Dealing with Anti-Social Behaviour
Dealing with anti-social behaviour is a key strategic priority for the Safer Stockport Partnership. The Community Safety Unit (CSU) delivers a wide range of interventions within private sector housing areas of the Borough.
The CSU will investigate where the behaviour is specifically directed towards an individual and is causing harassment, alarm and distress. The team cannot investigate where it is a civil dispute e.g. land ownership, boundary lines or parking.
There are a number of Neighbourhood Officers who work within the CSU. Their role is to offer advice, support to the Neighbourhood Partnership Teams in their response to issues of anti-social behaviour. To report anti-social behaviour please see details below.
Following the tragic cases of Fiona Pilkington and David Askew, where their deaths were linked to anti-social behaviour and the subsequent reviews of these cases, there is now a greater focus on identifying and reducing vulnerability of the victim. From September 2010 when a case is reported a victim vulnerability assessment is undertaken immediately to identify risks and dangers to the victim and ensure packages of support are offered where appropriate.
What is Anti-Social Behaviour?
Anti-social behaviour is any aggressive, intimidating or destructive activity that damages or destroys another person’s quality of life. This definition is very broad and can include:
- nuisance behaviour
- rowdy behaviour
- vandalism/criminal damage
- noise nuisance
- animal related problems
- littering/fly posting
- vehicle related nuisance and inappropriate vehicle use
- prostitution/kerb crawling/inappropriate sexual behaviour
- street drinking
- drug and substance misuse
- aggressive begging
- nuisance caused by the persistent burning of waste.
Reporting Anti-Social Behaviour
Anti-Social Behaviour (ASB) covers a wide range of issues from harassment to noise nuisance and dropping litter. To report ASB to Stockport Council complete the on-line Reporting Form or call the ASB Reporting Line on 0161 217 6111.
You can also report ASB to Greater Manchester Police (GMP) on 101 or contact your local Neighbourhood Policing Team.
New Powers to help tackle Anti-Social Behaviour
As part of the Anti-social Behaviour, Crime & Policing Act 2014, steps have been taken to reform anti-social behaviour legislation.
New tools and powers are now available for Stockport Council, Greater Manchester Police and key partners to respond to anti-social behaviour (ASB).
The powers are designed to provide better protection for victims and communities, as well as acting as a real deterrent to offenders, and will ensure that incidents of ASB are dealt with quickly and easily.
The changes will see 19 of the current powers replaced with six simpler, more flexible ones that give victims a say on how agencies tackle the problem.
The reformed powers include Anti-Social Behaviour Orders (ASBOs) being replaced with Civil Injunctions, the introduction of Community Protection Notices, and enhanced closure powers.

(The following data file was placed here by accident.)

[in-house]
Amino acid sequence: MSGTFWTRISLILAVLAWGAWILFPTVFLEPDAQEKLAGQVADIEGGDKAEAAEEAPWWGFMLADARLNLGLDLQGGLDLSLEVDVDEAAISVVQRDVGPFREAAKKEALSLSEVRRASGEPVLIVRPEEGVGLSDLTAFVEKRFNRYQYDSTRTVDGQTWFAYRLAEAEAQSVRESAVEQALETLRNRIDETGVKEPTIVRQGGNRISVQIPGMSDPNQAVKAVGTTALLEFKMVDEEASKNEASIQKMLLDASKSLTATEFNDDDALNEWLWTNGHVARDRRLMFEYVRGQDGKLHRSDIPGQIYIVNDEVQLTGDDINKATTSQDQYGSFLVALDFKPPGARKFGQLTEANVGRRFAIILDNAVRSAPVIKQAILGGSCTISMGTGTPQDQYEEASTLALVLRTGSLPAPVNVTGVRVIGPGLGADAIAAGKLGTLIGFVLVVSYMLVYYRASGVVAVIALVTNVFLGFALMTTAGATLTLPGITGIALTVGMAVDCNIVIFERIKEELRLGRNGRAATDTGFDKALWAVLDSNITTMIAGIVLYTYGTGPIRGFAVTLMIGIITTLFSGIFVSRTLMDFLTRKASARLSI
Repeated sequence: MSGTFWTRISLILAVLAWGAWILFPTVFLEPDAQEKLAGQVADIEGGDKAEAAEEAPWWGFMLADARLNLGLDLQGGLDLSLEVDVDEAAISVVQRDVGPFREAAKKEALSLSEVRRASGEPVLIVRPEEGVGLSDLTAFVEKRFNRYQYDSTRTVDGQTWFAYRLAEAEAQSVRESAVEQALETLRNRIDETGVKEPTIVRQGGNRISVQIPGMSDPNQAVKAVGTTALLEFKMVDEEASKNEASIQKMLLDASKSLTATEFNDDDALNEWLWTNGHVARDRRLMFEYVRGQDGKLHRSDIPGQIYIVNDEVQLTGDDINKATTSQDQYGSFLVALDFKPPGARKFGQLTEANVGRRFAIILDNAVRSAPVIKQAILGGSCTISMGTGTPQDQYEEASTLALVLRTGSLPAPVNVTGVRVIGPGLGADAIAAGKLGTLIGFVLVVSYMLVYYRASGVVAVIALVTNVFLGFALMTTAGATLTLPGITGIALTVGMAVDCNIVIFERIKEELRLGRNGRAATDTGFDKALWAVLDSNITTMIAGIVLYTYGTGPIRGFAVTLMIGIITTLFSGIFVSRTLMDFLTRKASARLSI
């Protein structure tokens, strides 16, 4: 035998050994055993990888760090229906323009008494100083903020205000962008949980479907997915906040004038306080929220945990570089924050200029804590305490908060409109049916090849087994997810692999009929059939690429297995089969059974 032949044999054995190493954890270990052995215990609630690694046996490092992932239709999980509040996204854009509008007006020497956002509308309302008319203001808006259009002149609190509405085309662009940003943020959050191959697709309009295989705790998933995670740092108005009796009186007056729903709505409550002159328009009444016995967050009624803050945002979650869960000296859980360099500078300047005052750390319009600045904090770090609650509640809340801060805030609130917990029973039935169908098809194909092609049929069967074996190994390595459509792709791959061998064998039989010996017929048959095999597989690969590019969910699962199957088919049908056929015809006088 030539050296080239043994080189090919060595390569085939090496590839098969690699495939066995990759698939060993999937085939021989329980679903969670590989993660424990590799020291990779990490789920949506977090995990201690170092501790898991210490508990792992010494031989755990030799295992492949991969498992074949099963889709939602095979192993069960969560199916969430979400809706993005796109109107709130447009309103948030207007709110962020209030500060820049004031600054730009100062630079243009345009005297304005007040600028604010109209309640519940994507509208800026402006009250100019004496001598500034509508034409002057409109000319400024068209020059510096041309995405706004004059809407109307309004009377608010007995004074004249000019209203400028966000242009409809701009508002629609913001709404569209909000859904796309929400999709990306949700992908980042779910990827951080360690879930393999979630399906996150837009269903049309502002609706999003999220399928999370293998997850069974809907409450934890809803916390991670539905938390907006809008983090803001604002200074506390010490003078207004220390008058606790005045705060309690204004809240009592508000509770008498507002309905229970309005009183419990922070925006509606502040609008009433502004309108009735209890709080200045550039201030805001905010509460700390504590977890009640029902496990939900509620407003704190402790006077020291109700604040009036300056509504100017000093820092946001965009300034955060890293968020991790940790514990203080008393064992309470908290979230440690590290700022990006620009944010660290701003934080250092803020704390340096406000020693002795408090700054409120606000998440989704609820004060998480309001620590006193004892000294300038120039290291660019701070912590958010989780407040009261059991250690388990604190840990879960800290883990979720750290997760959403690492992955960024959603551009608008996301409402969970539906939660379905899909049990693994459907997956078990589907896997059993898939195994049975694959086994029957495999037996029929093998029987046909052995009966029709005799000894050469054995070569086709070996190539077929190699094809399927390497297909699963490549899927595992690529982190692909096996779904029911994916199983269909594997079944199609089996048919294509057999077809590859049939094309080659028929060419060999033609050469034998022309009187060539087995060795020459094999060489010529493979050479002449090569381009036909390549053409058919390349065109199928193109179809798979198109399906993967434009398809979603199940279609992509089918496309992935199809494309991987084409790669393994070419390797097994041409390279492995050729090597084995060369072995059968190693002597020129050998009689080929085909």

The new powers:
1. Civil Injunction – replaces the ASBO in January 2015. It will be based on the civil burden of proof (balance of probabilities), it can contain both prohibitions and positive requirements. The court can compel those subject to an injunction to do certain things – attend parenting classes, dog training, and drug/alcohol treatment for example.
2. Criminal Behaviour Order (CBO) – replaces the ASBO on conviction (CRASBO), and is sought when an individual is convicted of a criminal offence. The ASB does not need to be linked to the offence for which they have been convicted, and as with the injunction, both prohibitions and positive requirements can be applied for.
3. Community Protection Notice (CPN) – a totally new power aimed at stopping a person, business or organisation from committing ASB. Where there is unreasonable behaviour affecting a community’s quality of life, a warning can be given. If there is no improvement, then a notice can be issued which can make clear the requirement to: stop doing things, to do specific things, or to take reasonable steps to achieve specific results.
4. Public Spaces Protection Order (PSPO) – replaces the Designated Public Places Order (DPPO), and will be led by the Local Authority. More than one restriction can be added to the same PSPO, meaning that a single PSPO can deal with a wider range of behaviours than the orders it replaces, such as no open alcohol containers, dogs having to be kept on a lead, no skateboarding, etc.
5. Closure Powers – designed to allow the police or council to quickly close premises which are being used, or likely to be used, to commit nuisance or disorder. Closure of licensed, residential or business premises can be authorised for up to 24 hours by an Inspector or for 48 hours by a Superintendent. This can be extended to a further three months or a maximum of six months by applying to the courts.
6. Dispersal Powers – replace the Section 30 Dispersal Order and Section 27 Direction to leave. They require a person committing, or likely to commit, antisocial behaviour, crime or disorder to leave an area for up to 48 hours. Use of the dispersal power must be authorised by an officer of at least the rank of Inspector before use. A Police Officer (or PCSO where designated) can give a direction to anyone who is, or appears to be, over the age of 10.
Stockport Partnership Anti-Social Behaviour Case Review
An Anti-Social Behaviour Case Review is a process introduced to allow members of the public to ask the Safer Stockport Partnership (which includes Stockport Council, Greater Manchester Police, Stockport Homes etc.) to review their agency response to complaints of anti-social behaviour.